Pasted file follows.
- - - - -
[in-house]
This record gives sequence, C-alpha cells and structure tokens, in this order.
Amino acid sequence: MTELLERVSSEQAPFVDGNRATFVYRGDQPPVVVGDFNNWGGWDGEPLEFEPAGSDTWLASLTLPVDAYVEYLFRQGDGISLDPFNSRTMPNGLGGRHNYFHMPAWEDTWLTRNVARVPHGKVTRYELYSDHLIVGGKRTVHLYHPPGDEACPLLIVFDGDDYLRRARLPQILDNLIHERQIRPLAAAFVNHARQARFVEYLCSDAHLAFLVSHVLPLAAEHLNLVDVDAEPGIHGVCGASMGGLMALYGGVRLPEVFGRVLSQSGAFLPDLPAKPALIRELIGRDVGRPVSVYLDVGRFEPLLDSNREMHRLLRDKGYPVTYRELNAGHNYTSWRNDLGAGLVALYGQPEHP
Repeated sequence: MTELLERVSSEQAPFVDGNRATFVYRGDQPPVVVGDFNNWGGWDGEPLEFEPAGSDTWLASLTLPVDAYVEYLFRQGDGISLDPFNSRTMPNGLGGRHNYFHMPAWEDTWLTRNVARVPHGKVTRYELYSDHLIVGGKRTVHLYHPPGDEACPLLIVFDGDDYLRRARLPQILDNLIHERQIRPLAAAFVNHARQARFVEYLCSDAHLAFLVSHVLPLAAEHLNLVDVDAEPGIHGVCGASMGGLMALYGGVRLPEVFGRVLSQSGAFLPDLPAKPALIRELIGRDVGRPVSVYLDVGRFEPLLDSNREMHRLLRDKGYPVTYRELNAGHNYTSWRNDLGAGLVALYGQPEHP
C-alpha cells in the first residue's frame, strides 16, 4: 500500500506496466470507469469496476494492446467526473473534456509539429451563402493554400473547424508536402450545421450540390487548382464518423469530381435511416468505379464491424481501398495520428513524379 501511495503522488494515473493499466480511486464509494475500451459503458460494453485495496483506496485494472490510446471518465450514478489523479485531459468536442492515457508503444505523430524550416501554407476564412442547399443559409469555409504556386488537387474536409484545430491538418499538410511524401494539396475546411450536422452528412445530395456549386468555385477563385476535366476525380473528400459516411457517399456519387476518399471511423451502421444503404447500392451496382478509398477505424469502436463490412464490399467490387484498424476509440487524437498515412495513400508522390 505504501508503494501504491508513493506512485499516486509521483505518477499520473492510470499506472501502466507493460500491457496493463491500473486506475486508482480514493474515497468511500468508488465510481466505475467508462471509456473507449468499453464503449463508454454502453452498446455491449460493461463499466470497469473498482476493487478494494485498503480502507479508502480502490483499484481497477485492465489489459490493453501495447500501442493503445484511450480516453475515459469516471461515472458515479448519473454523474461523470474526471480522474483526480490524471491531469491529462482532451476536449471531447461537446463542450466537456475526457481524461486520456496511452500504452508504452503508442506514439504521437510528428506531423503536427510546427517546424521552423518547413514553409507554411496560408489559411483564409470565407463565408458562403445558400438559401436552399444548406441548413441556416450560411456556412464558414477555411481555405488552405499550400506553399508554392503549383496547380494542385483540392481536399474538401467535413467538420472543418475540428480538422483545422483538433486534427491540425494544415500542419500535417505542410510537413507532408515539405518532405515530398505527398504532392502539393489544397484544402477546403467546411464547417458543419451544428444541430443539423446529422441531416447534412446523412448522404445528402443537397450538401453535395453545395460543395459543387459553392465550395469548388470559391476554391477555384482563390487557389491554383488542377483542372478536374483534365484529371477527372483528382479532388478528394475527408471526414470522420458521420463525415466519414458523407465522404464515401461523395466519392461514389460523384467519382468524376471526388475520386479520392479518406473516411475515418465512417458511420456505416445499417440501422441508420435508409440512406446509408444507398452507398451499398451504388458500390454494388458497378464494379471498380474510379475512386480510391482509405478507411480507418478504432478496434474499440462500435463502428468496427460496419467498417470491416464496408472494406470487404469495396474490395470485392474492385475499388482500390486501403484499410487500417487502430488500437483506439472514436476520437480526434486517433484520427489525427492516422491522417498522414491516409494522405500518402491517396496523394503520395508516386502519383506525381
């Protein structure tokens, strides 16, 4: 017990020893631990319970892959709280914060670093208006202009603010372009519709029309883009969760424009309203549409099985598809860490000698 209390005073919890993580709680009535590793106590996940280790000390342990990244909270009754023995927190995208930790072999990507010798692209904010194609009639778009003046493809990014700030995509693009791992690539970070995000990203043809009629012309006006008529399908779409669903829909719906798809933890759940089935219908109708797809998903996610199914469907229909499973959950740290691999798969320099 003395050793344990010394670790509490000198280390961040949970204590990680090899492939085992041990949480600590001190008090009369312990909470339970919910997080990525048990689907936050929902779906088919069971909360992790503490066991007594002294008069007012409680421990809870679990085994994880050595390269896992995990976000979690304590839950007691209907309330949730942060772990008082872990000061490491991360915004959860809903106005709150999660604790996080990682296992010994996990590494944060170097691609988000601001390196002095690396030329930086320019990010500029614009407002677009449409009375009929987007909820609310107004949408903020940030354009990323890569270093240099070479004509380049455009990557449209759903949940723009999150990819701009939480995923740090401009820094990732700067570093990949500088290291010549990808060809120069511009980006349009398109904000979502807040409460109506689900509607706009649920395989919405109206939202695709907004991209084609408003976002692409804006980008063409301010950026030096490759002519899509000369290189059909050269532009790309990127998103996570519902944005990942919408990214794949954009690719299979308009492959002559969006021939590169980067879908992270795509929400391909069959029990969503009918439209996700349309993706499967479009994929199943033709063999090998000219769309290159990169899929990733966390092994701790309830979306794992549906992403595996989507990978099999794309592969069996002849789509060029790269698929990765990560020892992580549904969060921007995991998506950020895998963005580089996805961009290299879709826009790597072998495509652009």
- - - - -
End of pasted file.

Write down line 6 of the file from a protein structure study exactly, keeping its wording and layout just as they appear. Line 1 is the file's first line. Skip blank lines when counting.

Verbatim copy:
């Protein structure tokens, strides 16, 4: 017990020893631990319970892959709280914060670093208006202009603010372009519709029309883009969760424009309203549409099985598809860490000698 209390005073919890993580709680009535590793106590996940280790000390342990990244909270009754023995927190995208930790072999990507010798692209904010194609009639778009003046493809990014700030995509693009791992690539970070995000990203043809009629012309006006008529399908779409669903829909719906798809933890759940089935219908109708797809998903996610199914469907229909499973959950740290691999798969320099 003395050793344990010394670790509490000198280390961040949970204590990680090899492939085992041990949480600590001190008090009369312990909470339970919910997080990525048990689907936050929902779906088919069971909360992790503490066991007594002294008069007012409680421990809870679990085994994880050595390269896992995990976000979690304590839950007691209907309330949730942060772990008082872990000061490491991360915004959860809903106005709150999660604790996080990682296992010994996990590494944060170097691609988000601001390196002095690396030329930086320019990010500029614009407002677009449409009375009929987007909820609310107004949408903020940030354009990323890569270093240099070479004509380049455009990557449209759903949940723009999150990819701009939480995923740090401009820094990732700067570093990949500088290291010549990808060809120069511009980006349009398109904000979502807040409460109506689900509607706009649920395989919405109206939202695709907004991209084609408003976002692409804006980008063409301010950026030096490759002519899509000369290189059909050269532009790309990127998103996570519902944005990942919408990214794949954009690719299979308009492959002559969006021939590169980067879908992270795509929400391909069959029990969503009918439209996700349309993706499967479009994929199943033709063999090998000219769309290159990169899929990733966390092994701790309830979306794992549906992403595996989507990978099999794309592969069996002849789509060029790269698929990765990560020892992580549904969060921007995991998506950020895998963005580089996805961009290299879709826009790597072998495509652009």